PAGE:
Ketchum Food Study finds pressure on gen Z to show their values through food
Tom Venetis for Convenience Store News Canada
The gen Z cohort has been deemed the foodie generation, but new research finds this generation has a complicated relationship with food.
Building upon Ketchum’s Food 2020 research which defined approximately one-quarter of the population as Food eVangelists, influential consumers seeking to change the food system, Ketchum’s newest research reveals that approximately half of gen Zers are classified as Food eVangelists, which is significantly higher than the general population, signaling increased engagement with food systems.
More than all other generations, 63% of gen Zers feel too much pressure to change the world and are more likely to believe their food choices need to signal their health, values and political beliefs. This has contributed to 62% who think their eating pattern is wrong. These unrealistic pressures have also created a “say-eat gap” between gen Z’s beliefs and behaviors.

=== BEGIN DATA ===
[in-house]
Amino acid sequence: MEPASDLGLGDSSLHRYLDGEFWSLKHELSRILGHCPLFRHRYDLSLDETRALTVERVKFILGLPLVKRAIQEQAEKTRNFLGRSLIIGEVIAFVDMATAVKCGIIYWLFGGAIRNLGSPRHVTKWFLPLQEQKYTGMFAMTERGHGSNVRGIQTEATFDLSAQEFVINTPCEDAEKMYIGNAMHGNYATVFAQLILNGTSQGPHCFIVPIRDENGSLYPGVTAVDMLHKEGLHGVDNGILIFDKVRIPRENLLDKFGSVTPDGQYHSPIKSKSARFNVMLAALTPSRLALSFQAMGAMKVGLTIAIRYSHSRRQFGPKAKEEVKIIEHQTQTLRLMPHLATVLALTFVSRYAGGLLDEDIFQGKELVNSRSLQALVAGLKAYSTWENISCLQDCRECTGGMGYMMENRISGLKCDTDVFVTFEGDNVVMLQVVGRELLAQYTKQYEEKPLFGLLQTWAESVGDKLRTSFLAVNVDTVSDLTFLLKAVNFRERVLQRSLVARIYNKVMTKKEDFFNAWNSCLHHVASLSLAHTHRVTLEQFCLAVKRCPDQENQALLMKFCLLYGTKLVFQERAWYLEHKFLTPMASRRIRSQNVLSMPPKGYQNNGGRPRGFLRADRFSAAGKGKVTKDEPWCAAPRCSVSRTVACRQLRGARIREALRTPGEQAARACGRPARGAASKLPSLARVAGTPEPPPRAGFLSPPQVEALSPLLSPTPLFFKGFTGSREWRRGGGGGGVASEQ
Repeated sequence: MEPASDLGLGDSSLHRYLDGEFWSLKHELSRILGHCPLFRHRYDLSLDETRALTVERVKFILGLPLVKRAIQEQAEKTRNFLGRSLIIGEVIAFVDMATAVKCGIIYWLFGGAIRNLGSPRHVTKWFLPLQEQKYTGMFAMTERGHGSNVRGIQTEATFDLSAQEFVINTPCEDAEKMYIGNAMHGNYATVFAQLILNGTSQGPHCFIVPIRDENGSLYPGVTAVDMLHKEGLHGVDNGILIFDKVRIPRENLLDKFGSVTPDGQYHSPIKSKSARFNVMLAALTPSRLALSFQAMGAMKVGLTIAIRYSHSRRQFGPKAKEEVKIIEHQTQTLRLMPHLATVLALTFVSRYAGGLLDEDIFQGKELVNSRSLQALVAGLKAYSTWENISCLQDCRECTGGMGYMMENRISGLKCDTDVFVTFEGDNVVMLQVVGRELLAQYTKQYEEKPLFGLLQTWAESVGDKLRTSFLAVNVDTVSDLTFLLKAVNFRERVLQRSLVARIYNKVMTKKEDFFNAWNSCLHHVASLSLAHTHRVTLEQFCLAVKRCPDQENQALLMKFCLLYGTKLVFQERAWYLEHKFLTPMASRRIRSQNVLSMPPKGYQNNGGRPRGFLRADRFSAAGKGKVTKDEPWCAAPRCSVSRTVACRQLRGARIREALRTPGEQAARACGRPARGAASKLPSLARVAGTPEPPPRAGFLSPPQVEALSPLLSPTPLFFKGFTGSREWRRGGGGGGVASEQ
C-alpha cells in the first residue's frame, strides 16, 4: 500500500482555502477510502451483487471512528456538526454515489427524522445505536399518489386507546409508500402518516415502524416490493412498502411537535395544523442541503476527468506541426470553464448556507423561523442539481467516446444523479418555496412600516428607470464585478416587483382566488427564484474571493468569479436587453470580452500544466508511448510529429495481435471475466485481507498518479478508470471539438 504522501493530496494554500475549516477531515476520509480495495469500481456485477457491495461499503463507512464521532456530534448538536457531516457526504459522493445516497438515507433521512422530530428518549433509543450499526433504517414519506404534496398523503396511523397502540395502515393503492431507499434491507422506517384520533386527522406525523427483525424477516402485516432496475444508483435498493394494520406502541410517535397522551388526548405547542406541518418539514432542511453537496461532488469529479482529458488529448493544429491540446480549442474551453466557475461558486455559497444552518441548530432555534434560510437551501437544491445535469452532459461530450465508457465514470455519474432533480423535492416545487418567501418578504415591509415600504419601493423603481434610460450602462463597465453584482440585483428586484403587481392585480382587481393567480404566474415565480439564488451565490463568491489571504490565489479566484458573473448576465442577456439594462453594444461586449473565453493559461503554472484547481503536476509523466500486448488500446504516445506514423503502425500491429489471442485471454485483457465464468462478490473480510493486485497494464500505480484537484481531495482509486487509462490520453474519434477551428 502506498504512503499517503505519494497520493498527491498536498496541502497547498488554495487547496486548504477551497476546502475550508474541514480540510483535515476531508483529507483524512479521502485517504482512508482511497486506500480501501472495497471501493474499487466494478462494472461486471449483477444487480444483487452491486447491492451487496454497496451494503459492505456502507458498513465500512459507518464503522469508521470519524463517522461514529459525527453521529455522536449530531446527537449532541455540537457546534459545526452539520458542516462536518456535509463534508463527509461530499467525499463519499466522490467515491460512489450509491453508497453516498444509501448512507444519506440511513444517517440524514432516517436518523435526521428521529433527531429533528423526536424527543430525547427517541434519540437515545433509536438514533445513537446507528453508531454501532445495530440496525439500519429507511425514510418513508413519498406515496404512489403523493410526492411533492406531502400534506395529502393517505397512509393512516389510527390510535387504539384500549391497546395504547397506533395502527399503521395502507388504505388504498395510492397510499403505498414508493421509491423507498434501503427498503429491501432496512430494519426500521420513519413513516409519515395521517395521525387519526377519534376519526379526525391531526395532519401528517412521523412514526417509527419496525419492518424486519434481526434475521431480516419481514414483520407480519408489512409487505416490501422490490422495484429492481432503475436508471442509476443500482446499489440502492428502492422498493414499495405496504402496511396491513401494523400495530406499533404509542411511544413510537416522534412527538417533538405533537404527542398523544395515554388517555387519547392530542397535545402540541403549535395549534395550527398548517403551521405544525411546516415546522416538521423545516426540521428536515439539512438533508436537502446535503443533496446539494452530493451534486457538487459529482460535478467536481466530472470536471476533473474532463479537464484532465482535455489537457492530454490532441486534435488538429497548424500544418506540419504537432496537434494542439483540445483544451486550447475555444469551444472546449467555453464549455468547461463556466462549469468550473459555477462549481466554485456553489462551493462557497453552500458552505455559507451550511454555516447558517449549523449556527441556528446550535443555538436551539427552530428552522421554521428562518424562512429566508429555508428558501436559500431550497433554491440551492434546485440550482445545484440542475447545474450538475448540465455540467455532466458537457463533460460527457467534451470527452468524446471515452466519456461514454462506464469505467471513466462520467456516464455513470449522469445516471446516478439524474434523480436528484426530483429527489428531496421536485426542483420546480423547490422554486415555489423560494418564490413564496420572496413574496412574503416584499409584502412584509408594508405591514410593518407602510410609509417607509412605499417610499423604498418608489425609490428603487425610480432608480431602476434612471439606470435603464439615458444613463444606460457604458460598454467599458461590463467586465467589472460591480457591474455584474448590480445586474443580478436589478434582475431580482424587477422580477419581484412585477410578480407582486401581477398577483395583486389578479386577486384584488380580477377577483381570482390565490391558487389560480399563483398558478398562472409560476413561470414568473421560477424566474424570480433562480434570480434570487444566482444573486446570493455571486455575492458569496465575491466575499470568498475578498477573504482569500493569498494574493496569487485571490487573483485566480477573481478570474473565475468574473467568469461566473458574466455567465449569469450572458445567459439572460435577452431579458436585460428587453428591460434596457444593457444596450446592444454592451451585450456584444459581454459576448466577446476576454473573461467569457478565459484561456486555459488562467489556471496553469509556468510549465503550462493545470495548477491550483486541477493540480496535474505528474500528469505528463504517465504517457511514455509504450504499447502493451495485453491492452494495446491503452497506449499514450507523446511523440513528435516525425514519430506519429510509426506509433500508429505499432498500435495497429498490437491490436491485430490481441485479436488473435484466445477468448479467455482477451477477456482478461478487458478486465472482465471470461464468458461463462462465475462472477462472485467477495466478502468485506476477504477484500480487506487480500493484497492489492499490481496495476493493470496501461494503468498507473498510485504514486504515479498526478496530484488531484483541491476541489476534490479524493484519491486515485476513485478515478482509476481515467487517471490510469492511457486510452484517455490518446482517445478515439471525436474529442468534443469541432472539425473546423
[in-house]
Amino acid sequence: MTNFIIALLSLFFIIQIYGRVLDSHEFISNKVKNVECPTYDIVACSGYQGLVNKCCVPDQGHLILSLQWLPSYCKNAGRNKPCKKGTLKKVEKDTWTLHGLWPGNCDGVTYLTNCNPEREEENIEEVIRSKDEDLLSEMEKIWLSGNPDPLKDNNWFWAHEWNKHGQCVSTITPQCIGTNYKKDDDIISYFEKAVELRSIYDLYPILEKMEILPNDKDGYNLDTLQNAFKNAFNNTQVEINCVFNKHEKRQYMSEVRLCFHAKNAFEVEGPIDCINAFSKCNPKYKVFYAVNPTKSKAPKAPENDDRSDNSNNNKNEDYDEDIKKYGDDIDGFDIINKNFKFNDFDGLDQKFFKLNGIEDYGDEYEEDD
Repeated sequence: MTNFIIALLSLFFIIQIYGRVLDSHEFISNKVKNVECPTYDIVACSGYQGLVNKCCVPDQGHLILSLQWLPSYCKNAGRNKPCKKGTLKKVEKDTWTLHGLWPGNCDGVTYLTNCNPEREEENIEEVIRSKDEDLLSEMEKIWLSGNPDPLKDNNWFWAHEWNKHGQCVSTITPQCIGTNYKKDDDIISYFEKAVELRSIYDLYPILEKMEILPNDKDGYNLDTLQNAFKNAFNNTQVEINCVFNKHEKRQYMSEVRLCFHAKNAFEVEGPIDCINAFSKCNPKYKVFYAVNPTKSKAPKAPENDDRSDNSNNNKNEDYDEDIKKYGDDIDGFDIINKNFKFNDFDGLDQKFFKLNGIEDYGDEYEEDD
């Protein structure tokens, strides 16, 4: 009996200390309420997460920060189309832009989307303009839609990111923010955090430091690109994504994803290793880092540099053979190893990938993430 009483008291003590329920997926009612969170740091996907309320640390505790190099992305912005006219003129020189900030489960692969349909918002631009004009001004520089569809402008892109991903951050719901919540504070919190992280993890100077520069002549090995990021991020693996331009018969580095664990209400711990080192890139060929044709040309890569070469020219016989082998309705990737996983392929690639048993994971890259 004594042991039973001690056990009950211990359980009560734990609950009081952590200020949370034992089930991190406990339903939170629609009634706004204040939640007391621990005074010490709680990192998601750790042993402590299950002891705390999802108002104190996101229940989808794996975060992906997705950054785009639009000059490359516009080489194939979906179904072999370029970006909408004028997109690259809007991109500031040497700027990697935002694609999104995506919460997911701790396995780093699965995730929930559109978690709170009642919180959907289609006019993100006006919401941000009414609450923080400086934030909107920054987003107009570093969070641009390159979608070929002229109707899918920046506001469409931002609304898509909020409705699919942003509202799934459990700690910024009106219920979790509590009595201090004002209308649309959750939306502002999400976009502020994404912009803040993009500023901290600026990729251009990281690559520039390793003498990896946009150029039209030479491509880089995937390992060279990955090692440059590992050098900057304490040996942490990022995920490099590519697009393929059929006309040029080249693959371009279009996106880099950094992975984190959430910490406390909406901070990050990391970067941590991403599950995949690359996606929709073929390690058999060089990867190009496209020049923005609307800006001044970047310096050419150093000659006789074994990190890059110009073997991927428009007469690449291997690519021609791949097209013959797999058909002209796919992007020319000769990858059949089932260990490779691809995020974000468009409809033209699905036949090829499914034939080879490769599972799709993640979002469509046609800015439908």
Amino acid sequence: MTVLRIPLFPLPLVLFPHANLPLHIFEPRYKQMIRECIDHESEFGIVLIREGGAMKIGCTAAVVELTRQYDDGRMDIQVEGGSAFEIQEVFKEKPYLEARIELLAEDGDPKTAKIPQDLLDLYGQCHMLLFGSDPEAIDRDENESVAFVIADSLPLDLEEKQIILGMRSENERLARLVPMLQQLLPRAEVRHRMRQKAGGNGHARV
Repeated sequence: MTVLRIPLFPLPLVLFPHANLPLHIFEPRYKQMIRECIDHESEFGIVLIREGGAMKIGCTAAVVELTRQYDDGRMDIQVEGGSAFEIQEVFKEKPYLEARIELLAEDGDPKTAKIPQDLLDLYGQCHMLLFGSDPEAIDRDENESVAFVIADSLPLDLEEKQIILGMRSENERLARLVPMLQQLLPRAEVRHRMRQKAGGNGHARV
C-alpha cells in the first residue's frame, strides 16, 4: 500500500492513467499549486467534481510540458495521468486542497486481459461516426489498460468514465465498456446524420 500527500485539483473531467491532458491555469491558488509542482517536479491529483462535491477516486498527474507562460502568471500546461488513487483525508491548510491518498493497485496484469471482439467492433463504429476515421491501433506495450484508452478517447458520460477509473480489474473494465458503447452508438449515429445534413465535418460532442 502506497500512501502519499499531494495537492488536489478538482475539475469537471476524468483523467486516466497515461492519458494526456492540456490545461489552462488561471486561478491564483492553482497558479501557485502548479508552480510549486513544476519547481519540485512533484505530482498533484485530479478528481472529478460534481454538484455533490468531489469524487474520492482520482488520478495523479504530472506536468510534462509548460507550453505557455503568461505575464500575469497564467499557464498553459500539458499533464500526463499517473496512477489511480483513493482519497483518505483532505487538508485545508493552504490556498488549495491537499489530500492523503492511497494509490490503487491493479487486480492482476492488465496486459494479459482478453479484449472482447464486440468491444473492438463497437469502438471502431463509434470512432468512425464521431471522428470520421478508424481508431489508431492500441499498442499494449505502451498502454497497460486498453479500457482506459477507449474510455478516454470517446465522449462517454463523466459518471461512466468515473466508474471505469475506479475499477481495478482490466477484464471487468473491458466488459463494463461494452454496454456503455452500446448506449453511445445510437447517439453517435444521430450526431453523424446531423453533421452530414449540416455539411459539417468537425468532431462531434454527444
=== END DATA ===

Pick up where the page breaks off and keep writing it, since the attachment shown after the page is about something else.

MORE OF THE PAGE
An overwhelming majority says that sustainability, animal welfare and LGBTQ rights are important factors when buying food, but they are not significant purchase drivers. Other priorities like taste, value and affordability trump issues that are important to them.
“Since early childhood, this generation has seen food politicized and been taught to choose food products related to values,” says Melissa Kinch, president, Ketchum’s Food Consultancy. “They are exhausted and acting very differently from previous generations. It has left them feeling insecure and negative about cooking and food. In particular, the contrast between what they say is important and how they spend their money is eye-opening.”
Social media is also having an impact on food choices and eating habits. While many gen Zers find that social media can provide helpful recipe ideas and inspiration, 67% worry they spend too much time on social media, and 58% believe that social media has a negative impact on their body image. They are also more likely than other generations to say that food makes them feel guilty, anxious, uncomfortable and overwhelmed.
“If food companies and brands want to connect with gen Z successfully, they should consider the impact of virtue signaling and tap into gen Z’s quest for stability to show ways their products can bring joy,” says Kinch. “Scrolling through TikTok validates the innovation and creativity gen Z brings to the category, and food companies who collaborate with them will increase brand love and build loyalty.”